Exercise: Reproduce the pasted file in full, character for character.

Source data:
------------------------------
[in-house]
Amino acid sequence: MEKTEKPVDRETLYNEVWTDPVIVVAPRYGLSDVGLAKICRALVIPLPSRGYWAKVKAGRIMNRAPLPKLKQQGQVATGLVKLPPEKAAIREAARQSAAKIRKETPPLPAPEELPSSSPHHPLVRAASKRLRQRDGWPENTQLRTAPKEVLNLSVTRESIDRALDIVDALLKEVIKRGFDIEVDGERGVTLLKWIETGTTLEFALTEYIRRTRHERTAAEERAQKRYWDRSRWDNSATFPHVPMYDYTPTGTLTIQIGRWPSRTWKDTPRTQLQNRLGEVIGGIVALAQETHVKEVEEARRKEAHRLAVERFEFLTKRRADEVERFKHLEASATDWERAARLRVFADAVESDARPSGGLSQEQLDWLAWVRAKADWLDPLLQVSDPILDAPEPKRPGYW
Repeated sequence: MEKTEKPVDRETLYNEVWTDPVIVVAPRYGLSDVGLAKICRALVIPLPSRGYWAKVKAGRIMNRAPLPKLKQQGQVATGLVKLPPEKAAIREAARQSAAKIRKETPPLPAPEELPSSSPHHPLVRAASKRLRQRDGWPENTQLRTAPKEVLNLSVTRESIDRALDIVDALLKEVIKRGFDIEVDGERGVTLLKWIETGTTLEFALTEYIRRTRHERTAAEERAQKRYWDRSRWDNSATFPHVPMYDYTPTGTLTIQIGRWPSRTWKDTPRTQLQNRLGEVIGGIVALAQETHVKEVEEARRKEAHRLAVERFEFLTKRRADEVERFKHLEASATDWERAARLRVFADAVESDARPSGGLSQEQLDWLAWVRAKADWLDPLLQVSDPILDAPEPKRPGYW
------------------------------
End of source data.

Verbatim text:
[in-house]
Amino acid sequence: MEKTEKPVDRETLYNEVWTDPVIVVAPRYGLSDVGLAKICRALVIPLPSRGYWAKVKAGRIMNRAPLPKLKQQGQVATGLVKLPPEKAAIREAARQSAAKIRKETPPLPAPEELPSSSPHHPLVRAASKRLRQRDGWPENTQLRTAPKEVLNLSVTRESIDRALDIVDALLKEVIKRGFDIEVDGERGVTLLKWIETGTTLEFALTEYIRRTRHERTAAEERAQKRYWDRSRWDNSATFPHVPMYDYTPTGTLTIQIGRWPSRTWKDTPRTQLQNRLGEVIGGIVALAQETHVKEVEEARRKEAHRLAVERFEFLTKRRADEVERFKHLEASATDWERAARLRVFADAVESDARPSGGLSQEQLDWLAWVRAKADWLDPLLQVSDPILDAPEPKRPGYW
Repeated sequence: MEKTEKPVDRETLYNEVWTDPVIVVAPRYGLSDVGLAKICRALVIPLPSRGYWAKVKAGRIMNRAPLPKLKQQGQVATGLVKLPPEKAAIREAARQSAAKIRKETPPLPAPEELPSSSPHHPLVRAASKRLRQRDGWPENTQLRTAPKEVLNLSVTRESIDRALDIVDALLKEVIKRGFDIEVDGERGVTLLKWIETGTTLEFALTEYIRRTRHERTAAEERAQKRYWDRSRWDNSATFPHVPMYDYTPTGTLTIQIGRWPSRTWKDTPRTQLQNRLGEVIGGIVALAQETHVKEVEEARRKEAHRLAVERFEFLTKRRADEVERFKHLEASATDWERAARLRVFADAVESDARPSGGLSQEQLDWLAWVRAKADWLDPLLQVSDPILDAPEPKRPGYW